Many people make provisions for their funeral through a pre-paid funeral plan or insurance. In either of these cases, a family member should contact the service provider to let them know the policy-holder has died so that the funds can be released.
If the deceased made a provision for their funeral in their Will, the executor of the estate is responsible for paying out of the estate.
If there are no financial provisions in place, a close family member may pay for the funeral themselves or family members may pool contributions towards the service.
If there is no insurance or funeral plan and the surviving family members have a low income or receive means-tested benefits, it is possible to apply for a Funeral Payment from the government.
This is a small grant which can help to pay for a simple ceremony. If money is later released from the estate of the deceased, the grant may be repayable.
The burial or cremation of children, stillborn babies and foetal remains is free in the UK. While you must still pay for other funeral costs, there are third-party disbursement fees for children’s funerals.
There is nowhere to hide with the Internet, even for funeral directors! A quick Google of funeral directors in your area will highlight feedback, comments and give you a general idea of the service offered. Many people will stick with funeral directors who have looked after previous family funerals although there is nothing wrong in looking around.
The vast majority of those who pass away often leave instructions that they want a relatively simple funeral and not a lavish ceremony. In reality, a funeral is a way for the living to show their respect for the deceased.
However, rather than spending thousands of pounds on a lavish funeral, maybe the deceased would have preferred their spouse, family and friends to range a relatively low-key ceremony and save their money?
There is no hard and fast rule, but many people will seek quotes for funeral costs from an independent funeral director and one of the many national chains. You should then be able to compare, and contrast prices, different elements of the funeral and this should help you make your decision.
There is no right amount and no long amount to spend on a funeral; it is down to their immediate family to make these decisions if no instructions have been left.
Prepaid funeral plans are certainly growing in popularity as they offer individuals the opportunity to pay for their own funeral while they are still living. While many see this as a morbid subject, it is, unfortunately, a subject we will all have to face at some point. So, with the cost of an average funeral between £4000 and £5000, the ability to freeze the cost of your funeral by taking out a prepaid funeral plan today could prove extremely useful.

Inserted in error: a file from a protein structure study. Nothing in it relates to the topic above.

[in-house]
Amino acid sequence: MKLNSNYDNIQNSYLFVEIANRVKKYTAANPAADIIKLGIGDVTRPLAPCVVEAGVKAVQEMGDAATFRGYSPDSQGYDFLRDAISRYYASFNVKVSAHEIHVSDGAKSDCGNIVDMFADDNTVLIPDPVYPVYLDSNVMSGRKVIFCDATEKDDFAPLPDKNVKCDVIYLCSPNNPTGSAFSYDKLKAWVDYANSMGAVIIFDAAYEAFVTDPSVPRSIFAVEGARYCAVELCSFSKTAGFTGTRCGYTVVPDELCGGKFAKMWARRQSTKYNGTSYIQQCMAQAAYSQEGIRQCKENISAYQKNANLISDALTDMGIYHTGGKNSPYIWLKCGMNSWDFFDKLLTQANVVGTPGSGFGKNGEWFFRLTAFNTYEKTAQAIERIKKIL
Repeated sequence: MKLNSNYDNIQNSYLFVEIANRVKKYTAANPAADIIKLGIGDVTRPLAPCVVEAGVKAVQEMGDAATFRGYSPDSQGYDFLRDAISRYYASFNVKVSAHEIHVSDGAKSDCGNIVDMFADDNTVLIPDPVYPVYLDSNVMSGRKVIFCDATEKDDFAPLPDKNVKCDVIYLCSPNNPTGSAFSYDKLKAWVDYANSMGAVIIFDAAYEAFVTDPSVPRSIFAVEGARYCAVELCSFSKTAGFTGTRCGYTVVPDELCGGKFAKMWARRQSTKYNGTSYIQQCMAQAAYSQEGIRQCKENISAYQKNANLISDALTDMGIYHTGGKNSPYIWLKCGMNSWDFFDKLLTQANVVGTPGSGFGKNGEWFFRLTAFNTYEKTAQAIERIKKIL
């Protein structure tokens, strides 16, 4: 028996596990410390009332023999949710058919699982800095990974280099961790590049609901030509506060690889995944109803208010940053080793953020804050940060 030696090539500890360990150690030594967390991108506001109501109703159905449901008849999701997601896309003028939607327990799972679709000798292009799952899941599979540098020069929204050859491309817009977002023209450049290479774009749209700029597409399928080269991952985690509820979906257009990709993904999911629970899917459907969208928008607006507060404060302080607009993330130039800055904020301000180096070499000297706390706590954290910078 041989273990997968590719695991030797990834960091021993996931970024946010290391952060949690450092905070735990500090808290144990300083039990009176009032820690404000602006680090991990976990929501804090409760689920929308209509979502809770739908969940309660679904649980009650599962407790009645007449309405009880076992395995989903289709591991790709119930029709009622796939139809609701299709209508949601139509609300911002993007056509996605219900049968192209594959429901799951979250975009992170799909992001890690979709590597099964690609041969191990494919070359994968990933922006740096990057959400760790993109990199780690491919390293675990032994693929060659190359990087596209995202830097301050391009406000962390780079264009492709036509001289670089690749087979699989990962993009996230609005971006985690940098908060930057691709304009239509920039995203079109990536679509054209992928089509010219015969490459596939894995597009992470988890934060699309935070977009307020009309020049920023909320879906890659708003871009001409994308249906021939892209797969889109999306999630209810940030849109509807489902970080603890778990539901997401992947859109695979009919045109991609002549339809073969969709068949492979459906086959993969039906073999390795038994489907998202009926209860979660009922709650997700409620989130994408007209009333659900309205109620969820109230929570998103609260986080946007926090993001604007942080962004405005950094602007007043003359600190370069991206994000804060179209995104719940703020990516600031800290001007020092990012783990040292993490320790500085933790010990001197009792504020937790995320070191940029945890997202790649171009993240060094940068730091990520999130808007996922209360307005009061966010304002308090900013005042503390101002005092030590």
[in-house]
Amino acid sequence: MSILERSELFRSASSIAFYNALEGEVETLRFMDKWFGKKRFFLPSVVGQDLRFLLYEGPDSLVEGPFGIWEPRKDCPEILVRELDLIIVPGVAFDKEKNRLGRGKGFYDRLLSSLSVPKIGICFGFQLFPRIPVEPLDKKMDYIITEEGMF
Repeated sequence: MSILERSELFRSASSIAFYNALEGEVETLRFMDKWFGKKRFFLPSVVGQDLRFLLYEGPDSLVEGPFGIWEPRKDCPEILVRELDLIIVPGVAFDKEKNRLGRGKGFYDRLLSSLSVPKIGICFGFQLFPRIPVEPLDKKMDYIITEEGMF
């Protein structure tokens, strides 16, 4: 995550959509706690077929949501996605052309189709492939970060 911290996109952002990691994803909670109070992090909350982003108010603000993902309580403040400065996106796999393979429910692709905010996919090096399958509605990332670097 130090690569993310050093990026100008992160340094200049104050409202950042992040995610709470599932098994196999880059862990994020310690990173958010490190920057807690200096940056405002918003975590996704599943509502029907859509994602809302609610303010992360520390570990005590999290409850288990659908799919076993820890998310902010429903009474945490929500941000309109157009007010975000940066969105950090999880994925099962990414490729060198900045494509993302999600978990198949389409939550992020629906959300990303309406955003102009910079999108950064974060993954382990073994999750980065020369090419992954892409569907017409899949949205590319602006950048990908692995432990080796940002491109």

Many people have a fear of financial distress for those left behind after their death. How will they find money to bury them, will they be able to cover their own immediate financial obligations in the short to medium term and how will they cope? A prepaid funeral plan offers a degree of comfort to all parties, although nothing can take away the grieving process.
We live in a very different world today compared to 30 or 40 years ago. Upon death, the first thing a family did was contact the local funeral director to start the process. However, for those who may be short of funding or are looking at ways of reducing the cost of a funeral, you can organise it yourself.
There is no legal obligation to employ the services of a funeral director, although, on the other hand, they have experience at organising funerals which is second nature to them.
There are many step-by-step guides to organising a funeral and while not as difficult as it might have been a few years ago, would you be in a fit state of mind going through the grieving process and micromanaging a funeral?
A funeral can very quickly become an expensive affair. While there is nothing wrong with spending money in order to commemorate your loved one, it is important not to feel pressured into spending what you can’t afford.
Simple tributes, music and thoughtful words can all be used to personalise a simple ceremony and honour the deceased without adding cost to the funeral.
You may wish to get quotes from several funeral directors before settling with one, as there are many options available on the market.
Here at Money Savings Advice, we have partnered with some of the UK’s leading Funeral Plan brokers. They have already helped thousands of people get the best Funeral Plan deal and they can do the same for you.
Choosing an independent adviser means they won’t recommend a scheme unless they are sure it is in your best interests. Their advice is also regulated by the FCA, which gives you an additional layer of protection.
If you would like to speak to one of these brokers who can provide you with a ‘whole market quote’ then click on the below and answer the very simple questions.
How does Money Savings Advice work
Money Savings Advice is an independent editorial company providing detailed information about numerous financial niches with the aim of helping consumers make informed financial decisions. We aim to provide hints, tips and techniques to help you make your money work for you. However, we are not perfect, and we accept no liability if anything we write about goes wrong.
Money Savings Advice is a trading name of RMM Digital Publishing Ltd. Registered trading address, First Floor, 85 Great Portland Street, London, W1W 7LT. Trading in England and Wales, company number 11550143 with data protection number ZA747669.